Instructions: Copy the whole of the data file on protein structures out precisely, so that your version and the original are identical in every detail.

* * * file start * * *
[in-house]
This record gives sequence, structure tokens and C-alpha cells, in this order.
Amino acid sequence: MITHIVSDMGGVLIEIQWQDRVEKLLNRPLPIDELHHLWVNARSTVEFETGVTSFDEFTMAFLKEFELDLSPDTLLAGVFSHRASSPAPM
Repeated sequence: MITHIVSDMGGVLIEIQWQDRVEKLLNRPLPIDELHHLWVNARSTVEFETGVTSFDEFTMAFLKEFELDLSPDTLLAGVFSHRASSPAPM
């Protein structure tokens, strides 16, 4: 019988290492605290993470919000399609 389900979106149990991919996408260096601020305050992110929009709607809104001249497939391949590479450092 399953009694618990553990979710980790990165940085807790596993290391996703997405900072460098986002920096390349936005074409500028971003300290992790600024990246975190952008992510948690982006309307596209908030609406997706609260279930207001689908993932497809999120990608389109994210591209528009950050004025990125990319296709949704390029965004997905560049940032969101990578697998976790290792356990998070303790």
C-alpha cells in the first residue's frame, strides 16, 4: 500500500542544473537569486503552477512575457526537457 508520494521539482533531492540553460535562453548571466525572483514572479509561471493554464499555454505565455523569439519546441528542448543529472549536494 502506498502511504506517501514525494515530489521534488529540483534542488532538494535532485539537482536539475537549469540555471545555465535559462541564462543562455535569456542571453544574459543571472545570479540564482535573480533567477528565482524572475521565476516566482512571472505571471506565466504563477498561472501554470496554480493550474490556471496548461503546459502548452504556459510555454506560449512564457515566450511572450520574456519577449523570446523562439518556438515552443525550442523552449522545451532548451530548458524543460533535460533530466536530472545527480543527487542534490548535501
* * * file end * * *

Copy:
[in-house]
This record gives sequence, structure tokens and C-alpha cells, in this order.
Amino acid sequence: MITHIVSDMGGVLIEIQWQDRVEKLLNRPLPIDELHHLWVNARSTVEFETGVTSFDEFTMAFLKEFELDLSPDTLLAGVFSHRASSPAPM
Repeated sequence: MITHIVSDMGGVLIEIQWQDRVEKLLNRPLPIDELHHLWVNARSTVEFETGVTSFDEFTMAFLKEFELDLSPDTLLAGVFSHRASSPAPM
């Protein structure tokens, strides 16, 4: 019988290492605290993470919000399609 389900979106149990991919996408260096601020305050992110929009709607809104001249497939391949590479450092 399953009694618990553990979710980790990165940085807790596993290391996703997405900072460098986002920096390349936005074409500028971003300290992790600024990246975190952008992510948690982006309307596209908030609406997706609260279930207001689908993932497809999120990608389109994210591209528009950050004025990125990319296709949704390029965004997905560049940032969101990578697998976790290792356990998070303790």
C-alpha cells in the first residue's frame, strides 16, 4: 500500500542544473537569486503552477512575457526537457 508520494521539482533531492540553460535562453548571466525572483514572479509561471493554464499555454505565455523569439519546441528542448543529472549536494 502506498502511504506517501514525494515530489521534488529540483534542488532538494535532485539537482536539475537549469540555471545555465535559462541564462543562455535569456542571453544574459543571472545570479540564482535573480533567477528565482524572475521565476516566482512571472505571471506565466504563477498561472501554470496554480493550474490556471496548461503546459502548452504556459510555454506560449512564457515566450511572450520574456519577449523570446523562439518556438515552443525550442523552449522545451532548451530548458524543460533535460533530466536530472545527480543527487542534490548535501